Editor’s note: Go here for recipe. See the redo.
This summery, french tomato tart is not really about me, even if tarts are my favorite food. This tart is about a combination of many hands, hard at work, and a love story high on a hill with a dairy goat or two.
Just ten minutes from my house, Nobel Springs Dairy sits on a 230 acres in Franklin, Tennessee. It’s the result of a romantic love story that began in the childhoods of Justyne McCoy and Dustin Nobel who fell in love with goats in childhood. They met when Justyne was in high school at a goat show. Together they fulfilled their individual dreams of raising goats on a dairy farm.
Yes, it’s romantic. And, yes, it’s hard work. They often work 14 or more hours a day, milking, cleaning, processing, and selling cheese at 8 different farmer’s markets and to local grocers. But, they love it because they are following their passion. Dustin and Justyne are getting married in July.
We locals love it too because their cheese is delicious. I am especially grateful for the two hours they gave us touring their farm and showing two little boys the goats, the dogs, the cat, the chickens, and the eggs. Believe it or not, these little boys love goat cheese, especially with herbs.
Yes, Ms. Amber (the goats have names), you are seeing double.
Boys are obsessed with tractors.
This is one of 80 goats living at Nobel Springs.
Nobel Springs also raises chickens for eggs and we took a dozen home. You can find them along side the goat cheese at the market.
I want to take this kid home. Note to self: Don’t bother showering before you hold a goat, as you will certainly need to afterwards.
And, last but not least, the wonderful food blogging world gave me the recipe. Nick of Macheesmo does a weekly feature called Around the Internet Kitchen, and a few weeks ago he mentioned this tart from David Lebovitz. I hit the link and there it was. I felt as if I could taste the freshness of tomatoes, the buttery crust, and the golden browned, honey dripped goat cheese through the screen. It immediately went on my mental “to make” list. And, it synched perfectly with my visit to Nobel Springs Dairy.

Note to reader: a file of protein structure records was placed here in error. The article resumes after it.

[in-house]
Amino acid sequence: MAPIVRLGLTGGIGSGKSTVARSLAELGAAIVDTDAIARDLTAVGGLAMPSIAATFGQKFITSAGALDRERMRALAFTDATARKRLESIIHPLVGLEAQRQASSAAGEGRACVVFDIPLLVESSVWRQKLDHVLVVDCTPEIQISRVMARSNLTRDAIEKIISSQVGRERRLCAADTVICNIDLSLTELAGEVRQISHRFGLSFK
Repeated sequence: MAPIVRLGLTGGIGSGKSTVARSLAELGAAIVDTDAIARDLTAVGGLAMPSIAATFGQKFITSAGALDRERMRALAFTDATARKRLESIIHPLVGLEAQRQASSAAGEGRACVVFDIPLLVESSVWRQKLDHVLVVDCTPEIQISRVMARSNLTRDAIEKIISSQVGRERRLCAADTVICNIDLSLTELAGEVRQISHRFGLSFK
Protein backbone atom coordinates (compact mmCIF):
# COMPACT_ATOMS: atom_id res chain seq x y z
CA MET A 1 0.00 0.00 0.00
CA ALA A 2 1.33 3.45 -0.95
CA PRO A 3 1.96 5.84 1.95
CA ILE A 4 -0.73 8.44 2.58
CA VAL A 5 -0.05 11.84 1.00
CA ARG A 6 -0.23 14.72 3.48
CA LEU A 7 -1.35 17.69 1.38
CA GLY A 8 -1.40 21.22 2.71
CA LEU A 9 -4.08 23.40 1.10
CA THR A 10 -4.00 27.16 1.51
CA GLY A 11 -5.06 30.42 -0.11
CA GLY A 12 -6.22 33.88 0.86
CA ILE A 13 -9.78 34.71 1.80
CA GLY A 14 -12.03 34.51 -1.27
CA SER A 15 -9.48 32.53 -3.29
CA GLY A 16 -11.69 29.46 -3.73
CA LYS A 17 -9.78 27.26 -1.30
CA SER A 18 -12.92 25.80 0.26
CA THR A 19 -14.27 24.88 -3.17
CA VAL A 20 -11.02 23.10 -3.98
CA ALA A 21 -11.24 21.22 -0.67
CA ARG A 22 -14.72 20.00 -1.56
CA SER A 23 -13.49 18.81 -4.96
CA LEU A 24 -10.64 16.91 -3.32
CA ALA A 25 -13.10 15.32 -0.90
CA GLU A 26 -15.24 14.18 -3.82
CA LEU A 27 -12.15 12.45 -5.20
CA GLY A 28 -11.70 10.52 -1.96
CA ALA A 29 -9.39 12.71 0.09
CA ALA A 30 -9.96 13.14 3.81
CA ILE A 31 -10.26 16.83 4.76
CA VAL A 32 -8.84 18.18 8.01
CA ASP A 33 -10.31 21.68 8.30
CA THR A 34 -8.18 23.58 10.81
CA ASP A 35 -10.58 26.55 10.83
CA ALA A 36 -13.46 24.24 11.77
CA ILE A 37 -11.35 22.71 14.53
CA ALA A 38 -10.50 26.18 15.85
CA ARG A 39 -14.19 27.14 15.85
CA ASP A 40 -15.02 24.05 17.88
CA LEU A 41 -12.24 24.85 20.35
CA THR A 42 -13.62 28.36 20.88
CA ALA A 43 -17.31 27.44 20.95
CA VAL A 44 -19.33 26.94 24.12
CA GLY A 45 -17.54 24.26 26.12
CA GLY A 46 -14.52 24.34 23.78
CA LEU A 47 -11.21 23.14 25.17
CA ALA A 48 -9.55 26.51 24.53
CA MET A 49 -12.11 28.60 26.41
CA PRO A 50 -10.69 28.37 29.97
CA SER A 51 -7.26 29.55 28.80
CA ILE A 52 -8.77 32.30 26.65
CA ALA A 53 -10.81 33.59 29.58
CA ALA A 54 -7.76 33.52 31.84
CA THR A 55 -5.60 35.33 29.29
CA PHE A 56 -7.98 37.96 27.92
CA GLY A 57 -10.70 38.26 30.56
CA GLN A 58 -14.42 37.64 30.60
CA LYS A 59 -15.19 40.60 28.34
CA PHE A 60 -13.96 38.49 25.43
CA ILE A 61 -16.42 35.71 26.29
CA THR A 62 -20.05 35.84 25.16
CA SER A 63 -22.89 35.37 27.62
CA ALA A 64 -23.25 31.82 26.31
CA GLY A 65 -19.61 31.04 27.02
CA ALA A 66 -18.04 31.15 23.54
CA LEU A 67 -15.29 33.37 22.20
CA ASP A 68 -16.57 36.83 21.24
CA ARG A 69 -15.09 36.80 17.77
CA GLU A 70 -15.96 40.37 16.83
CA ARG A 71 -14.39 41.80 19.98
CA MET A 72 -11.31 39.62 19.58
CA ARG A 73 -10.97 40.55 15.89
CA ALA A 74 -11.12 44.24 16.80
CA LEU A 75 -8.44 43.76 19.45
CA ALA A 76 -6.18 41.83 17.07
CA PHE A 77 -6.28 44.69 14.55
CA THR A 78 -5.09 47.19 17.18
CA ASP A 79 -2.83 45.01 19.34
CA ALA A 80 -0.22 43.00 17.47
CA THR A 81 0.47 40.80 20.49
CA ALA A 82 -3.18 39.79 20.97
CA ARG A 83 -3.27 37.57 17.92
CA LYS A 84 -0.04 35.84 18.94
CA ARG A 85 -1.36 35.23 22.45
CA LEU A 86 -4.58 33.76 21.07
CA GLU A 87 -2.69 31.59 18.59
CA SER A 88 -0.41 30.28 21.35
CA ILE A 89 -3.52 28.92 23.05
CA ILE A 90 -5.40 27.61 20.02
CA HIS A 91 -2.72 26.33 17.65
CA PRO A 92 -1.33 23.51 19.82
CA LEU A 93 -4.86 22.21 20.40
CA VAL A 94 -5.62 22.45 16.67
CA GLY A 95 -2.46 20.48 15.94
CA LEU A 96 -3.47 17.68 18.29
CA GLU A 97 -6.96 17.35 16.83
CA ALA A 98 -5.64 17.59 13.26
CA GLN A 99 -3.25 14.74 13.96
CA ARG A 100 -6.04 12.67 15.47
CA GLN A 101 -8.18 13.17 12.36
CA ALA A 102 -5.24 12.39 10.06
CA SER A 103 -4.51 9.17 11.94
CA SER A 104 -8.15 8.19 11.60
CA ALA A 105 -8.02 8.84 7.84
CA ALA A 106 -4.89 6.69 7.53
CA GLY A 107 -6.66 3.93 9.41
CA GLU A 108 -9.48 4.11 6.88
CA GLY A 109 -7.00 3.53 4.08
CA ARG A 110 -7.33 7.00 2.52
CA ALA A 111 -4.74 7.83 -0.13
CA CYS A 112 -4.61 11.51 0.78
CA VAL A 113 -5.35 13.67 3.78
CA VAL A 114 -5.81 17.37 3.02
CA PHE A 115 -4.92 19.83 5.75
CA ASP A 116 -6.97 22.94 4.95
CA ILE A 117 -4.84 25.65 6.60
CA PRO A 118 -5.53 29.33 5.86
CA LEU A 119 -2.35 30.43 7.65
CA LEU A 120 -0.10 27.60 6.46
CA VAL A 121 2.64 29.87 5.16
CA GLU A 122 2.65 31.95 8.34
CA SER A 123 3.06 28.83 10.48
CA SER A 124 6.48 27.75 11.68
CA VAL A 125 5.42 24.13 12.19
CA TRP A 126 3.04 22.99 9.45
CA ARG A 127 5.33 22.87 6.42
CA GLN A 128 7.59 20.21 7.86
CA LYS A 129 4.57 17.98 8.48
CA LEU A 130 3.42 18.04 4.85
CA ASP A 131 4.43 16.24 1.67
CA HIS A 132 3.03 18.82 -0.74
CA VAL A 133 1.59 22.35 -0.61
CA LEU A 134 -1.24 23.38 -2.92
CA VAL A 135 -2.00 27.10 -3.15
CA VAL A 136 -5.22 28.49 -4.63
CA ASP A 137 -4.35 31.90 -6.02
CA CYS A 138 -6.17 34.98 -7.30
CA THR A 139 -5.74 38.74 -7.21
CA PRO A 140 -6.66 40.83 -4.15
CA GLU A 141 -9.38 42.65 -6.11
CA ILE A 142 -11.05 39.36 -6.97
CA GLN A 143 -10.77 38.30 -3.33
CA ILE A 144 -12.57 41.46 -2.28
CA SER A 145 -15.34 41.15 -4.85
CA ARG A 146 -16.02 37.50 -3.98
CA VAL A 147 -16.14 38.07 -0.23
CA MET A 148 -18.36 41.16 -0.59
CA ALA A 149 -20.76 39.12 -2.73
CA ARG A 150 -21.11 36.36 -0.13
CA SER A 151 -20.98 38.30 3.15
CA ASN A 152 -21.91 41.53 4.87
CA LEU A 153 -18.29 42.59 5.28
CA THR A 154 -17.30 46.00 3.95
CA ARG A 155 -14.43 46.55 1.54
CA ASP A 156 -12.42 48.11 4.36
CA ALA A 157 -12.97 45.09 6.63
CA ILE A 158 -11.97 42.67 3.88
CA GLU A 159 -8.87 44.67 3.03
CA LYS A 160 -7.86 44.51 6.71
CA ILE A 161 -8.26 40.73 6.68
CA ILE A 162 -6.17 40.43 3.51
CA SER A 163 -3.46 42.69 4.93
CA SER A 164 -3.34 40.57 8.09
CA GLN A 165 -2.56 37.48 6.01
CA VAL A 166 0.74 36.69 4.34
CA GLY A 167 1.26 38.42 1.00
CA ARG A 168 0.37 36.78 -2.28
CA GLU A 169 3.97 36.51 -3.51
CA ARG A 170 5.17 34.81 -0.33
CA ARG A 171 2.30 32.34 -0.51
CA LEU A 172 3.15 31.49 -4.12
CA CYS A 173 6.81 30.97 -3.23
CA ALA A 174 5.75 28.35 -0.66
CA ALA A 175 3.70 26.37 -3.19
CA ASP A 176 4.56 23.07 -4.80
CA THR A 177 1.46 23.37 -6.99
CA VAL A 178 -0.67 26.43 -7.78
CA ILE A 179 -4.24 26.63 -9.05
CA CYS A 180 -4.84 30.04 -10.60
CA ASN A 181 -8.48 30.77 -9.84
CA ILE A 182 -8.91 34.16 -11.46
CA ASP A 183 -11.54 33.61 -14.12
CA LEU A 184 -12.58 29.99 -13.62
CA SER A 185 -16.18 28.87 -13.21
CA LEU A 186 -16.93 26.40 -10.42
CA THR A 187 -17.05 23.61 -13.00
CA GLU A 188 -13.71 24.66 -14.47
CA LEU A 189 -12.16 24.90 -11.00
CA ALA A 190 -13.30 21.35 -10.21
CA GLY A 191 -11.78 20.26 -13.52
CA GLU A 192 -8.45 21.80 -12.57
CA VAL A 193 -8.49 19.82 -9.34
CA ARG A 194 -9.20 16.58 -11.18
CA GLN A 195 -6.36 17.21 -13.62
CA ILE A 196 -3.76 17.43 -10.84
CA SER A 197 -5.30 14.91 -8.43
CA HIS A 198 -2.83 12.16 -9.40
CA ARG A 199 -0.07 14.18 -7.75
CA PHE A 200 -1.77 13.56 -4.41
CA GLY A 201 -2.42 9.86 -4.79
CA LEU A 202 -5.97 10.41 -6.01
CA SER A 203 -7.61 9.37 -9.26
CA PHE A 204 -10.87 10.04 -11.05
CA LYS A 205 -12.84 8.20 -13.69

• Tomatoes should be cut on the thick side and very ripe. Be generous with tomatoes, as they shrink up.
• Be generous with the honey. I went back in and drizzled more. I used a blackberry honey just as recipe called for.
• I increased my oven to 400 degrees and still had to cook much longer than 30 minutes, closer to 50 minutes, until my cheese browned enough. Next time, I may blind bake the pastry shell for a few minutes.
• I used fresh thyme, basil, and a little rosemary but you can use any fresh herbs you like.
Honey is a secret ingredient here, drizzled over the cheese prior to baking.
In looking at David’s amazing website, I discovered A French Tart Dough made with melted butter that I am anxious to try. We all know that pastry crust is made with very cold butter and and ice water, but to his surprise he discovered another method in Paris. The tomato tart is made with a more conventional tart crust, but to my surprise did not call for chilling.
My favorite sweet tart to date is the Chez Panisse Almond Tart, from Lindsey Shere, which is universally loved by all my friends all year round.
David Lebovitz worked as a pastry chef at Chez Panisse and also features this tart on his site, although with slight variation.
It seems that as recipes get adapted, we find our own short cuts and tips. This is yet another exciting way many hands work to create a dish.
A special thanks to Nobel Springs, and if you are in the Nashville area, or shopping at one of our many farmer’s markets or Whole Foods, be sure to pick up some Nobel Springs goat cheese.